Little River District Regiment of Militia detachment led by Col. James Williams and Lt. Col. Joseph Hayes, with five (5) known companies, led by:
- Capt. Samuel Farrow (wounded)
- Capt. Thomas Farrow
- Capt. Robert Gillam, Jr.
- Capt. Josiah Greer
Capt. John Ridgeway, Sr.

2nd Spartan Regiment of Militia detachment led by Col. Thomas Brandon and Lt. Col. James Steen, with seven (7) known companies, led by:
- Capt. Andrew Barry (wounded)
- Capt. Benjamin Jolly
- Capt. John Lindsay
- Capt. Joseph McJunkin
- Capt Hugh Means
- Capt. Moses White
- Capt. William Young

Roebuck's Battalion of Spartan Regiment of Militia detachment led by Col. Benjamin Roebuck, with four (4) known companies led by:
- Capt. Samuel Peden
- Capt. George Roebuck
- Capt. Dennis Tramell
- Capt. Moses Wood

1st Spartan Regiment of Militia detachment led by Major Josiah Culbertson and Major William Smith, with two (2) known companies, led by:
- Capt. John Collins
- Capt. William Smith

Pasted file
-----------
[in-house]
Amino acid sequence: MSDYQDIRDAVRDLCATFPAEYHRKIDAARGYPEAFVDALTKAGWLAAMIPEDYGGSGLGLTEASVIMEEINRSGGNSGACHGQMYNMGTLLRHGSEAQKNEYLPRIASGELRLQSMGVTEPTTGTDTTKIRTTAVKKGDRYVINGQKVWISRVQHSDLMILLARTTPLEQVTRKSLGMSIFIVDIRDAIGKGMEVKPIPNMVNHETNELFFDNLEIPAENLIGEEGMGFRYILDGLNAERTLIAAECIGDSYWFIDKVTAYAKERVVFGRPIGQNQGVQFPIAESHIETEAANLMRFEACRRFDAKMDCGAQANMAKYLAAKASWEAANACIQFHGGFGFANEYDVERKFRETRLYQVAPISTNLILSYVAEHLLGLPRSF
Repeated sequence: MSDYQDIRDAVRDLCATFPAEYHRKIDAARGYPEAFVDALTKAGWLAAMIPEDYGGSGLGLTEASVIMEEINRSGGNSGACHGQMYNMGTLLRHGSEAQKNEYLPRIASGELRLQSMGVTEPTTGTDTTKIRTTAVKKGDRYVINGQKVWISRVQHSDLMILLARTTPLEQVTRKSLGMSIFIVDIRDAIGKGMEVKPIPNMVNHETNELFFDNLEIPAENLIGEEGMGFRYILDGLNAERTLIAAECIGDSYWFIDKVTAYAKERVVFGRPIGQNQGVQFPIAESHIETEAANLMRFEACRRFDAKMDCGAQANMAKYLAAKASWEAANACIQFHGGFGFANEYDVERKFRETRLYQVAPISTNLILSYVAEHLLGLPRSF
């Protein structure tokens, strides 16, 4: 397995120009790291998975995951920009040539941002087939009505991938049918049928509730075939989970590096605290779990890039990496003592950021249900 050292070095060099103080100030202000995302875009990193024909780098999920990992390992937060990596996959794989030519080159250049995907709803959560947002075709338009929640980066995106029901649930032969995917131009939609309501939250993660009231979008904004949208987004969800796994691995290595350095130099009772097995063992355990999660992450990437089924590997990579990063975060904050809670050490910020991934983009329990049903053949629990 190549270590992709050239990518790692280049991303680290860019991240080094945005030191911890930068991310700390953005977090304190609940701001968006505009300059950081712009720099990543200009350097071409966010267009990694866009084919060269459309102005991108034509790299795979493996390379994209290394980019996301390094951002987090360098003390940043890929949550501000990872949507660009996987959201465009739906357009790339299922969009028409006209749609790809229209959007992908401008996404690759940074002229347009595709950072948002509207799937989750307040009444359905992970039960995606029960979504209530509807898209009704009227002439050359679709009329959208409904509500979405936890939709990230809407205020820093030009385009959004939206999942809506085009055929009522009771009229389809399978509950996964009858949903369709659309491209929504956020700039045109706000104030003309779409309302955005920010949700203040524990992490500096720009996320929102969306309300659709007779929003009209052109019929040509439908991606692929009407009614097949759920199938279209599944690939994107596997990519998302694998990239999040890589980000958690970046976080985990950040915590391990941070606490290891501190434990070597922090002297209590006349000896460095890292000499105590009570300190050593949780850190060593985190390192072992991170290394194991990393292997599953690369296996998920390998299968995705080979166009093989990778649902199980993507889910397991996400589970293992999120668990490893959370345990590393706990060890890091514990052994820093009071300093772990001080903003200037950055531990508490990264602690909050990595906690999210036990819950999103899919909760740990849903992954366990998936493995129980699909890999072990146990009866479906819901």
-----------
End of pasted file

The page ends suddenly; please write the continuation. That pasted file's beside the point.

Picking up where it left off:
Lower District Regiment of Militia detachment of one (1) known company, led by:
- Capt. Jacob Folmer

Total Patriot Forces - 200 to 300

Lt. Col. Alexander Innis - Commanding Officer

SC Royalists led by Major Thomas Fraser with 100 men

NJ Volunteers, 3rd Battalion Light Company led by Capt. Peter Campbell with 50 men

DeLancey's Brigade, 1st Battalion detachment led by Capt. James Kerr with 50 men

Fanning's SC Loyalist Militia led by Capt. David Fanning with 14 men

Dutch Fork Regiment of Loyalist Militia detachment, led by Col. Daniel Clary, with 100-300 men in the following seven (7) known companies, led by:
- Capt. William Hawsey
- Capt. Vachal Clary
- Capt. Humphrey Williamson
- Capt. William Balletine
- Capt. George Stroup
- Capt. James Wright
- Capt. William Thompson